An initiative to help drive out homophobic, biphobic and transphobic bullying in secondary schools is being launched today by Minister for Women and Equalities Jo Swinson, during Anti-Bullying Week.
At BiMedia we think this is the first time the UK government has mentioned biphobia in its LGBT work. The LGB&T Action Plan launched at the start of 2011 was notable for only referencing work to tackle homophobia and transphobia.
Jo Swinson said:“Homophobic, biphobic and transphobic bullying has serious consequences – it can affect children’s well-being, lead to poor educational performance and prevent them getting ahead in life.
“It’s completely unacceptable that young people are experiencing this type of derogatory treatment.
“This new project will help us to fully understand the issues and develop effective, evidence-based tools and best practice that will help schools and others to stamp out this harmful behaviour.”
Recent statistics from Stonewall reveal that, in 2012, more than half (55 per cent) of young lesbian, gay and bisexual people surveyed said they experienced homophobic bullying at school, while over two-thirds (68 per cent) reported that they heard homophobic language often or frequently. Only three in ten (31 per cent) said their school responds quickly to homophobic bullying when it occurs.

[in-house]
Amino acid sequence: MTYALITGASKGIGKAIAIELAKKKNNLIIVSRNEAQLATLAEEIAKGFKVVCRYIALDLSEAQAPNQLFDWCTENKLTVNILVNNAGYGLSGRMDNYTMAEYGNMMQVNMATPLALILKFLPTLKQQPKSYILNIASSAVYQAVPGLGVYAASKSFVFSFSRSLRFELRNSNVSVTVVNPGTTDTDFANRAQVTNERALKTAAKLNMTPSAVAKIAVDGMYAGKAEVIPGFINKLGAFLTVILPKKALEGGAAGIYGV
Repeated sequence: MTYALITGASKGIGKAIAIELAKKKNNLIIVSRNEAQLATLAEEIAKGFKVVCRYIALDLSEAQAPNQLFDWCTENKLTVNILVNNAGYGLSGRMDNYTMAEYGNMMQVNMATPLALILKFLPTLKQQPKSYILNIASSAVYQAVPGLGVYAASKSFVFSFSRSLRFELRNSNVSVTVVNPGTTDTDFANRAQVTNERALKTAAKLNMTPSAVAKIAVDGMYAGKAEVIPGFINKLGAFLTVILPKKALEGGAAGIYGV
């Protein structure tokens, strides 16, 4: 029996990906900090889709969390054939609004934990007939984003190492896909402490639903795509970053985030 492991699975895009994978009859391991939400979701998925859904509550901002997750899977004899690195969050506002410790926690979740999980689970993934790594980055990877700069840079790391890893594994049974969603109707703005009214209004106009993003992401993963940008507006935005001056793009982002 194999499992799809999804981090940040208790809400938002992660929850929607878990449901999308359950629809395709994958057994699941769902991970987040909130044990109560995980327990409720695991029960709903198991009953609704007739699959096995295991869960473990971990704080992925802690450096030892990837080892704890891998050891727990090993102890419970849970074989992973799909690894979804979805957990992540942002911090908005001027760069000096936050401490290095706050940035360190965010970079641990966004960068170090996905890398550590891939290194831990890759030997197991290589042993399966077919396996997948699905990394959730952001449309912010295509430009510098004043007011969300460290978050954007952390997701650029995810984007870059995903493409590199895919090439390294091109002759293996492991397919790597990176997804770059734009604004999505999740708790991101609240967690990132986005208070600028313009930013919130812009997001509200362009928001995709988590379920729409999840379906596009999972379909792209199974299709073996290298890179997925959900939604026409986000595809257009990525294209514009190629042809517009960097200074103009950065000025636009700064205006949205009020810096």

Stonewall’s research didn’t separate out biphobia or look at transphobia, but it is unlikely schools are more welcoming to bi or trans pupils.
The project announced today seeks to understand fully how to reduce the prevalence and impact of homophobic, biphobic and transphobic bullying among school-age children and young people. To start this programme of work, organisations are being invited to bid for funding to conduct a full review of all the available evidence and existing practices currently in place in schools to tackle this issue.
The new initiative will build on existing work to tackle bullying in schools including publishing updated advice and guidance for schools and governing bodies; and schools having greater legal powers to tackle bad behaviour and cyber-bullying.